Of Interest

  • Crypto Summit 2.0: The weight of security: measuring the benefits of robust encryption (Past Event)

    March 30, 2016
    San Francisco

    Today, the debate over encryption is making headlines in nations around the world. Together, we’re working toward solutions at Crypto Summit 2.0.

    The first Crypto Summit, held in July 2015 in Washington, D.C., brought together technologists, lawyers, and policy professionals from different sectors. Since then leading experts have considered proposals that would legislate the future of encryption — and the future of privacy and security online.

  • RightsCon 2016: The Right to be Forgotten: Remembering Freedom of Expression (Past Event)

    March 30, 2016
    San Francisco
    What and whom should the Internet forget? Who should decide? Can search engines be trusted as the guardians and censors of the online world? How are individual interests best protected on the internet? How can we strike the balance between privacy and freedom of expression online? Has privacy won the draw, in the internet information age?
  • Terrain may alter future encryption-security fights

    Date published: 
    March 29, 2016

    "“The entire process is confined to executive-branch agencies. It is not a creature of Congress. As to whether a company could proactively seek review of an exploit, I doubt that there is a provision for that,” said Riana Pfefferkorn, a fellow at The Center for Internet and Society at Stanford Law School."

  • Round One Goes to the FBI, But the Crypto War Isn’t Over

    Date published: 
    April 11, 2016

    "Facing increasingly sophisticated technology, the government has turned toward legalized hacking to defeat digital security measures, said Riana Pfefferkorn of the Stanford Center for Internet and Society. In order to catch pedophiles masking their identities using Tor, a program first built for the U.S.

  • Exlusive: Honda and Takata's stealth airbag fix

    Date published: 
    March 29, 2016

    "Bryant Walker Smith, a law professor at the University of South Carolina and an expert in automotive safety and regulation said that Honda could make an argument that "it’s always improving its products – for instance, that air bags are getting safer every year,” he said. “I’m not sure how a jury would approach or examine that.”"

  • FBI Hacks Into San Bernardino Shooter's iPhone Without Apple's Help, Drops Case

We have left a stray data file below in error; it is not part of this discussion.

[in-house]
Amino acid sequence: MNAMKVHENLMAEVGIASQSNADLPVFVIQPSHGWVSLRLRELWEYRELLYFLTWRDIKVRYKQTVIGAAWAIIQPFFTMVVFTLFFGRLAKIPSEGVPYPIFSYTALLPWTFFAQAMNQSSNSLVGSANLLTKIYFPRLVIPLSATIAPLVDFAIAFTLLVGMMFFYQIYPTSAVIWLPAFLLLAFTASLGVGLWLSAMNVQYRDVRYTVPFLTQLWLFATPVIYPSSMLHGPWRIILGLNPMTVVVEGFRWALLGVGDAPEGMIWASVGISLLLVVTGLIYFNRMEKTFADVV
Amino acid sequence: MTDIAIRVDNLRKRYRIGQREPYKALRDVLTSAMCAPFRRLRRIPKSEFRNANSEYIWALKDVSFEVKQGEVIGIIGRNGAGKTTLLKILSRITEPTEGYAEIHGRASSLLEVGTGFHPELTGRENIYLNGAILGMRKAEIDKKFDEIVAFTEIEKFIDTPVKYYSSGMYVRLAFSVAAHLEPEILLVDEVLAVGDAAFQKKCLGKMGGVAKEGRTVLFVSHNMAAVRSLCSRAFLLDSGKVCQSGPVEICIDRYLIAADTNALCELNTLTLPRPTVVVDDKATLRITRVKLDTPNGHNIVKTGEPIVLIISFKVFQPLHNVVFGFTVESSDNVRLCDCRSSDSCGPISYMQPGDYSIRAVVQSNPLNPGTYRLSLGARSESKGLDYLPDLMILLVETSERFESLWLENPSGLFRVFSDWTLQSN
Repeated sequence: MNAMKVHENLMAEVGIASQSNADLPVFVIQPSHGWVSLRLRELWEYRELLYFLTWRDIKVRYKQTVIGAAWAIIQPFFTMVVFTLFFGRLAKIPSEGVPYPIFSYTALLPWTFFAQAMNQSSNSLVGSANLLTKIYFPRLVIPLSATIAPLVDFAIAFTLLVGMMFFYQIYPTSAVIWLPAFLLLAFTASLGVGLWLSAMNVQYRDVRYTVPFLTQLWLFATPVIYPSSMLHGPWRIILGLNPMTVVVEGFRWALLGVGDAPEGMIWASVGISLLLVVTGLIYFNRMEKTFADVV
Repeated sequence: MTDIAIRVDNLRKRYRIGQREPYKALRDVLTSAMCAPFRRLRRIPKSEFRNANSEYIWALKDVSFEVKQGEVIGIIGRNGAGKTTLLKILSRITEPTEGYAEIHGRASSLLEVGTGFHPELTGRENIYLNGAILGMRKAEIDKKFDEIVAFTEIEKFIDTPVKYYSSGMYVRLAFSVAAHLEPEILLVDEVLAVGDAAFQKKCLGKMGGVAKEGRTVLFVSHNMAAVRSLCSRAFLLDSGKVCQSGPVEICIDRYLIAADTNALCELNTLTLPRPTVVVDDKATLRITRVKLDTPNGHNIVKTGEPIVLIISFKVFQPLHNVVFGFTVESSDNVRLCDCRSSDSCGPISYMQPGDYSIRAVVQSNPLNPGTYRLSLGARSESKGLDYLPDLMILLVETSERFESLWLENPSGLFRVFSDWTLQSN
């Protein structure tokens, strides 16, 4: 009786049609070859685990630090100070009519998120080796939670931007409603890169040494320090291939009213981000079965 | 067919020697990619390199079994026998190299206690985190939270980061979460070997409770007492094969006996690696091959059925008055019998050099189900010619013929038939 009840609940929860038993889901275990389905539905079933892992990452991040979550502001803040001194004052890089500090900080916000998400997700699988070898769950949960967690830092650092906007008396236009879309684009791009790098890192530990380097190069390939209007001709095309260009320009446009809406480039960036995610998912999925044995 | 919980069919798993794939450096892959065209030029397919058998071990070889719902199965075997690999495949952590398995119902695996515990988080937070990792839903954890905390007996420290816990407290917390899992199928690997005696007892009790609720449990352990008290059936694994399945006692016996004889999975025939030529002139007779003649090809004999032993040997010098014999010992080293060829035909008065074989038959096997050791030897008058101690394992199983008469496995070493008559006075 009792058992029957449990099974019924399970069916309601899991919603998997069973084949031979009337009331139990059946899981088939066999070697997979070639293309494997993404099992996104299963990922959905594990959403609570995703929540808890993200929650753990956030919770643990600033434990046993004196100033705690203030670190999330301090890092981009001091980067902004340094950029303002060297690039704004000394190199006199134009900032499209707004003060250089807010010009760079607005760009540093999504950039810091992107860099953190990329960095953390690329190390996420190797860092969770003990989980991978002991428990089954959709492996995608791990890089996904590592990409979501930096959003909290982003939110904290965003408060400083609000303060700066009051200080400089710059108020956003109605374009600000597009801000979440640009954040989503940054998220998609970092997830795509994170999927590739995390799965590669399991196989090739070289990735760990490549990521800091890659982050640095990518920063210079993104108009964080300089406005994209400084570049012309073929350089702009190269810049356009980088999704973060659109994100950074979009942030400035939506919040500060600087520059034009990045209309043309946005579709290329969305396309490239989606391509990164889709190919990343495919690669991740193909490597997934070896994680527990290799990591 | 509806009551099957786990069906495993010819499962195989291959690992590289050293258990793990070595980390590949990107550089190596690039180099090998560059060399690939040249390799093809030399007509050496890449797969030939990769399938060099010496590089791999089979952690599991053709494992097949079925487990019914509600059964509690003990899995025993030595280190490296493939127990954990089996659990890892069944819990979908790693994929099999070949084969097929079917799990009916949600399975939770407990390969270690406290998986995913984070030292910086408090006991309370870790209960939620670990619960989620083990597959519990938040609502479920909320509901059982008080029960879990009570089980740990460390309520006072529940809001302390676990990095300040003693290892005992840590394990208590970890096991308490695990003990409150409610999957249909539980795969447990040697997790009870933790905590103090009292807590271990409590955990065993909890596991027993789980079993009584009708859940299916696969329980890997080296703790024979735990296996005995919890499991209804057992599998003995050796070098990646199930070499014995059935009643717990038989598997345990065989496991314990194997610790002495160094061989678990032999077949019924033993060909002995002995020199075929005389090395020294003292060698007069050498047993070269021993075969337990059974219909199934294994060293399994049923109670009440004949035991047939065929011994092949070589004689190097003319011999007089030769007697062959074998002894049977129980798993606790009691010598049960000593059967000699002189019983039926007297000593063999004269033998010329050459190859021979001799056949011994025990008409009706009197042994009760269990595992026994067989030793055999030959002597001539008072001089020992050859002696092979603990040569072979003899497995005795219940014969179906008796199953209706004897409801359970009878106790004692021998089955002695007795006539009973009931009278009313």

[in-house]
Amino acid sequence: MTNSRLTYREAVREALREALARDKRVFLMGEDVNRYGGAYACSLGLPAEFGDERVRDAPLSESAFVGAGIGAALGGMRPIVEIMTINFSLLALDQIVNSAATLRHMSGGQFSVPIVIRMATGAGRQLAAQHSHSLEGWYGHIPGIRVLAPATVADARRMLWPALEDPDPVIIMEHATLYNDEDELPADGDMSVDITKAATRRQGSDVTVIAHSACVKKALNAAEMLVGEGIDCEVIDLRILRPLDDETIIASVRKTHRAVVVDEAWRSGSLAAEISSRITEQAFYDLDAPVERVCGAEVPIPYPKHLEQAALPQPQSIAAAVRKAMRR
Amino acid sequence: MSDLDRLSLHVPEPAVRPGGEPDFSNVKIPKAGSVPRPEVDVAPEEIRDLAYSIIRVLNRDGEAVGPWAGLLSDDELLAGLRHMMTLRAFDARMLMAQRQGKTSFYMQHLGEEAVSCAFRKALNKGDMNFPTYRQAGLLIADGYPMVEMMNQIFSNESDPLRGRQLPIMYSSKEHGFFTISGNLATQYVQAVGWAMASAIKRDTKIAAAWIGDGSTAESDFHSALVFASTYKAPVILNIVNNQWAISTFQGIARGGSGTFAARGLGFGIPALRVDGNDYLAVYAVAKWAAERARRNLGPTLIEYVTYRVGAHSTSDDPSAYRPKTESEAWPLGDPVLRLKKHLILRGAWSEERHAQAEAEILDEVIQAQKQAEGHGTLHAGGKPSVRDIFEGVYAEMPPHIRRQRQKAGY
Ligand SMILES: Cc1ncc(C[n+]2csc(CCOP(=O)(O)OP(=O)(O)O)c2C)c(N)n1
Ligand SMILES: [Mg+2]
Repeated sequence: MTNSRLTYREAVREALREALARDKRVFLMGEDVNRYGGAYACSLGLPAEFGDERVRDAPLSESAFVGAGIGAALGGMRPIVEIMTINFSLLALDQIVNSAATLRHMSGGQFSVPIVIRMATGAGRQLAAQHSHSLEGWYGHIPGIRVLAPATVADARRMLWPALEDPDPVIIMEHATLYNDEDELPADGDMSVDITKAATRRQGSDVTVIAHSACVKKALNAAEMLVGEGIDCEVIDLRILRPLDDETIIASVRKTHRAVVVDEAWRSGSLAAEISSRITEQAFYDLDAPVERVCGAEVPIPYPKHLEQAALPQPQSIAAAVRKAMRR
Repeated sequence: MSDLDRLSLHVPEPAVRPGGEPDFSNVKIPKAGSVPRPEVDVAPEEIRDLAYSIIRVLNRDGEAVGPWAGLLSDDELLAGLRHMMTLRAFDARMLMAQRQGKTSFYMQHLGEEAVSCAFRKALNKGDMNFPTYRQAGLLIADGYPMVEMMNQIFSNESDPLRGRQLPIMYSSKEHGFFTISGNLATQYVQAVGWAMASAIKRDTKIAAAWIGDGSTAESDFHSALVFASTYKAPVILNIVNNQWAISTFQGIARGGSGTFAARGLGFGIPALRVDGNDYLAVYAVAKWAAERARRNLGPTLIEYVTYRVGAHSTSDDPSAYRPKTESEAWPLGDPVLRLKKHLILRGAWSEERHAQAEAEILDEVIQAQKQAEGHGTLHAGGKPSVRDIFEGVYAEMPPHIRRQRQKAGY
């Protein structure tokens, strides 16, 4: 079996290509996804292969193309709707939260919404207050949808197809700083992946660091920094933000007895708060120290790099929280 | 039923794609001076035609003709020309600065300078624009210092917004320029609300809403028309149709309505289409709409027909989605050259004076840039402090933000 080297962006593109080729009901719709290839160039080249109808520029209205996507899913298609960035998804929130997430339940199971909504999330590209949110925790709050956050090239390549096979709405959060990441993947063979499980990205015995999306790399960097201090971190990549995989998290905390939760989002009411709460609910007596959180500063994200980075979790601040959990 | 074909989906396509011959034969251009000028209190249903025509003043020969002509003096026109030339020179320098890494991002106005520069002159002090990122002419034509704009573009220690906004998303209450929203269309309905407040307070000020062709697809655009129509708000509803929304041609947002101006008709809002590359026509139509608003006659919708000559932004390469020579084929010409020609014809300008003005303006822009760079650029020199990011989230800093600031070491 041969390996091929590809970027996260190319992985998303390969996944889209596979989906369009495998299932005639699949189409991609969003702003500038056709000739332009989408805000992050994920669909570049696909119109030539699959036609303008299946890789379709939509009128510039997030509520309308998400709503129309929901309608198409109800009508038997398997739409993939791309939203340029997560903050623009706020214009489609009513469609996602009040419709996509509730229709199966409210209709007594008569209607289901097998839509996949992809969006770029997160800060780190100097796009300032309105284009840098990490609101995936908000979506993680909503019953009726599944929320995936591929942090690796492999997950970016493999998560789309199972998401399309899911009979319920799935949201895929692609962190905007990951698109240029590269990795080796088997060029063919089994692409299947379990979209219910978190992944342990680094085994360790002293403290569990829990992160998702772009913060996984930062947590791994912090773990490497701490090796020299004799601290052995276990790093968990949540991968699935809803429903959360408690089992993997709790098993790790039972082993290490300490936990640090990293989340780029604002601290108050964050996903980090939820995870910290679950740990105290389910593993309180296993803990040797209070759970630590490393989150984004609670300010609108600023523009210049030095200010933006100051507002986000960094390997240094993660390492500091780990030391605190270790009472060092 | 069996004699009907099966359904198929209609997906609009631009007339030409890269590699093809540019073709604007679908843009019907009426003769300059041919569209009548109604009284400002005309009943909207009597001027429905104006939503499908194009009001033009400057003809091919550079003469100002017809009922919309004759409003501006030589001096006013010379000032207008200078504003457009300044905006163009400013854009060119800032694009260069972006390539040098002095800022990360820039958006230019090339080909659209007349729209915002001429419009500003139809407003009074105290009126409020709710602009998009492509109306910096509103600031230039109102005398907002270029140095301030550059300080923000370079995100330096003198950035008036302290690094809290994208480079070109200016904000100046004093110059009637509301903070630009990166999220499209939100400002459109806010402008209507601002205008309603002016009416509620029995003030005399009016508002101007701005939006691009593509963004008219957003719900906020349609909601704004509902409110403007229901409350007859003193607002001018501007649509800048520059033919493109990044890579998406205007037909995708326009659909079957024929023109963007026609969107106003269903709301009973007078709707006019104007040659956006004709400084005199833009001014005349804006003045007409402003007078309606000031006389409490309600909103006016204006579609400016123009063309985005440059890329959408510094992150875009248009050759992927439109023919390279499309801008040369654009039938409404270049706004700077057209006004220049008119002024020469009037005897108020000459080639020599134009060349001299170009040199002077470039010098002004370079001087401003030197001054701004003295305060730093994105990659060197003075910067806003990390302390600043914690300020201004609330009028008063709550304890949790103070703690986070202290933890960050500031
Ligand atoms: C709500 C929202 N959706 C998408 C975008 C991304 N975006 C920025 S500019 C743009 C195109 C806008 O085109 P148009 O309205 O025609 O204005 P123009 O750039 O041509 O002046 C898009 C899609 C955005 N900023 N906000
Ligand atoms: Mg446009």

Date published: 
    March 28, 2016

    "“I think Apple will fight as hard as they can, but the moment the FBI withdraws the motion, Apple will have a difficult time finding anything out,” said Riana Pfefferkorn, a fellow at the Stanford Center for Internet and Society who filed an amicus ‘friend of the court’ brief in the case supporting Apple."

  • U.S. Says It Has Unlocked iPhone Without Apple

    Date published: 
    March 28, 2016

    "“Courts should be skeptical going forward when the government claims it has no other option besides compelling a device maker’s assistance,” said Riana Pfefferkorn, a cryptography fellow at the Stanford Center for Internet and Society.

    “Now that the F.B.I. has accessed this iPhone, it should disclose the method for doing so to Apple,” she added. “Apple ought to have the chance to fix that security issue, which likely affects many other iPhones.”"

  • How RightsCon brings press freedom, technology and social change together

    Author(s): 
    Geoffrey King
    Publication Date: 
    March 28, 2016
    Publication Type: 
    Other Writing

    This week in San Francisco, CPJ's Technology and Advocacy teams will participate in RightsCon 2016, an annual conference focusing on human rights and technology. Organized by digital rights group Access Now, RightsCon is one of the most important regular gatherings on technology policy, and the conference has been the site of effective discussions around issues that affect journalists and journalism. We expect this year to be no different.

  • VENUE Act aims to lessen ease of filing patent lawsuits in Eastern District of Texas

    Date published: 
    March 28, 2016

    "“The VENUE Act would make it harder for companies to file a suit in districts that don’t have meaningful connection to the suit,” Daniel Nazer, staff attorney with the Electronic Frontier Foundation and Mark Cuban Chair to Eliminate Stupid Patents, told the Southeast Texas Record. “This bill is really about making sure disputes are filed somewhere that makes sense.”"

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